Wednesday, April 11, 2012

I am not gone; I am writing.

I think this is the longest I've been away from the blog, and I forever feel guilt for not writing here, and coming to see you.

When I rewrote my blog profile after getting into school, I wrote half-jokingly, "If you don't see me for a while, I'm probably buried under books."  How true that turned out to be! I've read 17 books in three months. My stack of still-to-read is unwieldy.

While I don't feel like I've been in school that long, I've forgotten what it feels like to not live under constant stress. Something is always looming, always hanging over me. Sure, I get to read great books, but the having to read them sucks out just a bit of the joy of them.  Over spring break, with my kids home and my son begging me to take him to see the Hunger Games movie, I snuck in two days of reading the book. Just fun, pure, not-on-my-reading-list reading. Oh the bliss! Oh the delicious joy of reading just to read, just for a good story that sucks you in and will not let you go!

I'm both looking forward to the day when I don't have a list to follow and can read willy-nilly whatever catches my fancy, whether it is just plain fun or good literature, and also dreading the day when I'm left to my own devices with books, and probably miss out on some really great stuff because it looks too literary or not fun enough. Without school, I would never have read Let the Great World Spin or The Book Thief or In the Lake of the Woods or City of Thieves, all of which are amazing books that will stay with me forever. Seriously great books, recommended to me by people who may or may not be in my life in a year to point out good books I might like.

And when I'm not reading, I'm writing. If there is a spare minute somewhere, one that makes me stop to think, "I should blog right now... " by the time I get the computer open, my mind is already in the story I am writing.

All I think of when I come to the blog is apologies. For not blogging enough. For not visiting you enough. For not having enough time to do it all.

What I'm learning this semester: cut. cut. and cut some more. The reader does not need to know as much as you think they do. (Look at The Hunger Games. Almost no background is given in that book. Almost no explanation of what "the reaping" is or what "the Capitol" means, or who people are. Collins just writes as though you know, and in enough pages, you do know.) 

Keep the story in the present. Whenever you feel tempted to lapse into backstory or flashbacks, figure out a way to bring that information into the present instead.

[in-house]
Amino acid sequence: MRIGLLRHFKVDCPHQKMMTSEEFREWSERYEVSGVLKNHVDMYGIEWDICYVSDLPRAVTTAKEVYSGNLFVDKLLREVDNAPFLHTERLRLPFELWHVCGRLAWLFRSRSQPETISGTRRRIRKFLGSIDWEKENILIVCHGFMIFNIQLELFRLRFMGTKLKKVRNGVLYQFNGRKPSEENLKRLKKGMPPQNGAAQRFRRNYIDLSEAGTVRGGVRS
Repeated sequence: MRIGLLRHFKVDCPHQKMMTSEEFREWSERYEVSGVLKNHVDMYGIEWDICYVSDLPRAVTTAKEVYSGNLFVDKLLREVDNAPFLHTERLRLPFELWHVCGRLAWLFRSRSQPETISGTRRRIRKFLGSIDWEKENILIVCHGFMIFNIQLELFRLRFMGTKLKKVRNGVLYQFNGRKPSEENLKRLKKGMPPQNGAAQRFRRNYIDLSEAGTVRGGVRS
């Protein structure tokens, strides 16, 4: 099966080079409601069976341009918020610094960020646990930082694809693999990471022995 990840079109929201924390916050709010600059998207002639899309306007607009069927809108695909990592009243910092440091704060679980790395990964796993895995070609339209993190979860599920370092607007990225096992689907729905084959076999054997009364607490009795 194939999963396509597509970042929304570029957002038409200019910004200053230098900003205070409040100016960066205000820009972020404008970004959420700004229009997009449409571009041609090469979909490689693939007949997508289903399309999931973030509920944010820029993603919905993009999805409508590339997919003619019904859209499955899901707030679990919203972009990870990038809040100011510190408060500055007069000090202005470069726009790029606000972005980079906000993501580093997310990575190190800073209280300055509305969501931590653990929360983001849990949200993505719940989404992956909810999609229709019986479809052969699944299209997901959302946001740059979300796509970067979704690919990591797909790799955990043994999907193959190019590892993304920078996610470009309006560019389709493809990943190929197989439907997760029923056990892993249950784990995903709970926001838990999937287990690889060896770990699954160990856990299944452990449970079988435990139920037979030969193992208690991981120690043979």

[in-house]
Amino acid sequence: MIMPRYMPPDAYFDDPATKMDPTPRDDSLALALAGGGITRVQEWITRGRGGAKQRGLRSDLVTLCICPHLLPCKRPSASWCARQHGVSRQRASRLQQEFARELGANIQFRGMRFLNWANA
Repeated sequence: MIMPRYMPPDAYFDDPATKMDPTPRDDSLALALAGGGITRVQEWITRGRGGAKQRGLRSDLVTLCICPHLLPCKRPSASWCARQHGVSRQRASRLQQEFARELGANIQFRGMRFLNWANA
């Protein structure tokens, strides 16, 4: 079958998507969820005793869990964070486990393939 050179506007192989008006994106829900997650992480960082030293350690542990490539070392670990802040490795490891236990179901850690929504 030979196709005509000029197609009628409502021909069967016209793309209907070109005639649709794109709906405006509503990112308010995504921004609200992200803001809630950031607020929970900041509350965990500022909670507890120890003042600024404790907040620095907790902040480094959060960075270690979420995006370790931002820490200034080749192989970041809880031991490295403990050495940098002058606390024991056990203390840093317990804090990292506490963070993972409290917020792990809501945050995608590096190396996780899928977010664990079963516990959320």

Every page needs to engage tension, raise the stakes of your story. Something needs to always be at stake. The possibility of losing something great. Consequences.

Every scene needs to have a purpose, move the plot forward. Do not indulge in fluff.

Choose good words. Choose uncommon words where possible.

The first sentence of your story should be the whole story in microcosm.

The "find" tool in Word is a revisionist's best friend.

Read great books. Notice what the author did well. What is it you love about a book? How did the author accomplish that? It's easy to find fault with writing, but any book probably has something good in it to. Identify it. Incorporate it.

Cut some more. Whole scenes. Whole paragraphs if needed. Words here and there. As your fingers hover over the delete key, it feels like you are cutting off part of your body. But when you do it, suddenly the manuscript feels cleaner. More focused. It feels good.

Listen to yourself. First and foremost, listen to yourself. Beta readers are good, but in the end, you are the author of your story.

And if you need to stop blogging for a while to just write, that's okay too. Forgive yourself. Unless your dream is to become a world-famous blogger.


  1. Not blogging because you're writing is a perfectly acceptable excuse in my book. :-)

    You've got some great kernels of wisdom there - I especially like the "use an uncommon word." YES. I need to do this more.

    I'm reading a terrific book called DESCRIPTION by Monica Wood and I'd have to say I've learned a ton from her simple, no-nonsense style. It's opened my eyes to new ways to write description through dialogue, narrative, and point of view.

  2. The first sentence of your story should be the whole story in microcosm.

    That's a lot of pressure.

    I totally agree with you about deleting things. It's almost a good rule to say when in doubt about a word, sentence or scene push delete and see how it looks.

    Glad to hear from you even if it's just for a moment.

  3. I am struggling with my writing, and so I needed to read this ... thank you.

  4. I'm writing with the fab talentedchrista desir and have learned so much about just writing the basics. I'veread two of her wip's and they were both UNFORGETTABLE books that come in at near 50k words...

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  6. Man are you ever speaking to me. I've been so wrapped up in what I'm writing (yay!!!!) and the blog is neglected and I keep reminding myself that I never set out to be a world famous blogger. I toyed around with the idea about 5 years ago, back when I'd get 30 comments on one post. (ah people liked me back then eh?) But that's not the goal. I've wanted to write books since I was a kid and I'm doing it.

    And you are doing it! I keep thinking you were so darn good before this program and now...!l This post is full of wisdom that needs to be printed out and hung on the wall ! So, thank you for that. That's a blog post worth waiting for.

  7. I was feeling guilty for not coming around in awhile. Good thing we connect on Facebook!
    Thanks for the writing tips!